Activists are pushing for South Bend’s 2022 budget plan voting date to be delayed
SOUTH BEND, Ind. -- The city of South Bend has put forward a $381 million budget plan for 2022, but local activists and community members say despite millions of dollars being set aside to rebuild city neighborhoods, they believe their continued calls to lay out a plan that specifically invests in communities of color on the city’s west side have been ignored.
“We’re concerned that residents’ priorities and how they would like to see their community needs met are not being addressed in the Common Council’s budget process," said Jorden Giger, Co-Leader of Black Lives Matter, South Bend.
Community members and activists have called on the city’s budget to include specific plans for things like neighborhood development, affordable housing, and an urban planner to grow the city’s west side. An area they say has struggled long before the pandemic.
“Why does it seem you’re intentionally impacting the most vulnerable population on our far west side, the children. We need to ensure that impacted stakeholders that vested residents who spent most, if not all, of their lives in South bend are at the table, are heard, and intentionally paid attention to,” said Tiana Batiste-Waddell, Diversity and Inclusion Consultant.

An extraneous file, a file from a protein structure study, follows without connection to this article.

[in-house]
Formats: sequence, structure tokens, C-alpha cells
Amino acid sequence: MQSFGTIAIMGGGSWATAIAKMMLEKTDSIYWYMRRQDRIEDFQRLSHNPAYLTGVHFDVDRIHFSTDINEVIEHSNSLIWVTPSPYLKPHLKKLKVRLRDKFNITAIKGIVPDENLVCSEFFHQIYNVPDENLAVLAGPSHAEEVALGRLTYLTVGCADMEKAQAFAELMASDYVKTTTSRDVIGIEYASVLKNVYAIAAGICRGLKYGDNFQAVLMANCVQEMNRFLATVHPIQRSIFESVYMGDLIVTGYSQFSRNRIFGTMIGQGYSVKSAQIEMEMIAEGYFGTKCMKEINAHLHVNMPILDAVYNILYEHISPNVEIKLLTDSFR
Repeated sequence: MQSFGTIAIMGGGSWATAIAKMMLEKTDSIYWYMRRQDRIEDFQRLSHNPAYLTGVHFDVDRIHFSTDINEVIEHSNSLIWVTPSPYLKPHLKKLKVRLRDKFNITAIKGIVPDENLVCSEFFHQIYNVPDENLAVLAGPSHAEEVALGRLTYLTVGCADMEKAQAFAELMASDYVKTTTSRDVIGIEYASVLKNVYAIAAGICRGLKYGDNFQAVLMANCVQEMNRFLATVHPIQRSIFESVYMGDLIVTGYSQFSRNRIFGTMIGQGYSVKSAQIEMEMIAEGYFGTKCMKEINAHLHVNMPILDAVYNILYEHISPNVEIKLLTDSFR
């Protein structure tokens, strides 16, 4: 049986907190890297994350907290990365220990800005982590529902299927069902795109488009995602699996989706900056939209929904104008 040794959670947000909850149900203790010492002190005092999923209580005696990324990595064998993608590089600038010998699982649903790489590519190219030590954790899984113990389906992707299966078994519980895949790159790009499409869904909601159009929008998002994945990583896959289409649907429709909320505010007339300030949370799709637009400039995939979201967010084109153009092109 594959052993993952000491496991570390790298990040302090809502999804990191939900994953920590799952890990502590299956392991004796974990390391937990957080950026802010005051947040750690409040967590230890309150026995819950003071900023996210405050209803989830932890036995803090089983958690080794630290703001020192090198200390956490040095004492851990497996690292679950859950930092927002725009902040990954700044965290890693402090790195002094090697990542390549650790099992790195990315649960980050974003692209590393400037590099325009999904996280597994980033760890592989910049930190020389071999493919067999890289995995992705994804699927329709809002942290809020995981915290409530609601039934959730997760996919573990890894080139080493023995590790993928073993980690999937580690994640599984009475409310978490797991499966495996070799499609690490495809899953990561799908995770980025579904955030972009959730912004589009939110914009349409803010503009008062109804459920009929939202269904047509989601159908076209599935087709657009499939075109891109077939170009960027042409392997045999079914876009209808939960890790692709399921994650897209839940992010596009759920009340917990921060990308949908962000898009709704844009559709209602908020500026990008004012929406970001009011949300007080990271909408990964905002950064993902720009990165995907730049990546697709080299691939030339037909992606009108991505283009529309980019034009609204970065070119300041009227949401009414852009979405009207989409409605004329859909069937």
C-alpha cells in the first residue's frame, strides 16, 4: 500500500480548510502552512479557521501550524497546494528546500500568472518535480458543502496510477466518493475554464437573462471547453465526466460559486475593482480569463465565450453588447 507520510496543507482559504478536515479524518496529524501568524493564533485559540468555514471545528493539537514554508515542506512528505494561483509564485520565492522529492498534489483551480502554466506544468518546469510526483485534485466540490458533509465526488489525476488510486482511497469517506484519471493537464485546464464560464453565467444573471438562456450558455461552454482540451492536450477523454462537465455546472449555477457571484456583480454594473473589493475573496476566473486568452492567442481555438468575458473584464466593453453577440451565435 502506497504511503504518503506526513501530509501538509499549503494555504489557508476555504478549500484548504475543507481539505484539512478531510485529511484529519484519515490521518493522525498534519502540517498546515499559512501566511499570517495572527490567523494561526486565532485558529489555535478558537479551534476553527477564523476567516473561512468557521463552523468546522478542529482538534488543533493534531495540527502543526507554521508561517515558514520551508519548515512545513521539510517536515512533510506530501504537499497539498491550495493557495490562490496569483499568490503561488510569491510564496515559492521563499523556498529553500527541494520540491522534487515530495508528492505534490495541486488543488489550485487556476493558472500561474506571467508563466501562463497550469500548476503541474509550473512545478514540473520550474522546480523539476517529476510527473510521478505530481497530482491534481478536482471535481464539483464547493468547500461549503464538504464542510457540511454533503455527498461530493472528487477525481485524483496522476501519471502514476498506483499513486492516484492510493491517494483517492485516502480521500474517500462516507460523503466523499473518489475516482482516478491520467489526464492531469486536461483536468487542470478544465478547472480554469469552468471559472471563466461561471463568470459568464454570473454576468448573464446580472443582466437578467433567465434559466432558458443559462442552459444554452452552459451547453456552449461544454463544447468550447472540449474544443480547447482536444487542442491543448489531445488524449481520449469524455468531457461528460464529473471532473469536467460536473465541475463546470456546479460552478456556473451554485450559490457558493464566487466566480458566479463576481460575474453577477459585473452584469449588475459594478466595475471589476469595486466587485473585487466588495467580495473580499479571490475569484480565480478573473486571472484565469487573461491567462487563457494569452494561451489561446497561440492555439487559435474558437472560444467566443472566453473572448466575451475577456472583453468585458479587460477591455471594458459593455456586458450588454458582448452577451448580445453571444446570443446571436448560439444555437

However, South Bend Mayor James Mueller said they’ve taken the overwhelming public input into account including input from activists, and, with additional COVID-19 federal funding, they’ve been able to address some of these concerns specifically in that area.
“Because of the federal dollars and resources that are coming here, we’re able to do more than ever before. We’re proposing $8 million or so across different pieces of a housing strategy. We’ve also included a historic investment in the Martin Luther King Center to transform it into a dream center,” added Mueller.
Despite these moves, Second District Councilman Henry Davis Jr., who has been speaking out alongside activists and community members, said there is no connectivity for an overall plan for these neighborhoods, which is why he believes things need to be revisited.
“This has been a farce and I think that if the city, if it doesn’t pump the breaks, we’re going to suffer generationally from the decisions that are being made right now,” said Davis.
The 2022 budget plan is set to be voted on next Monday.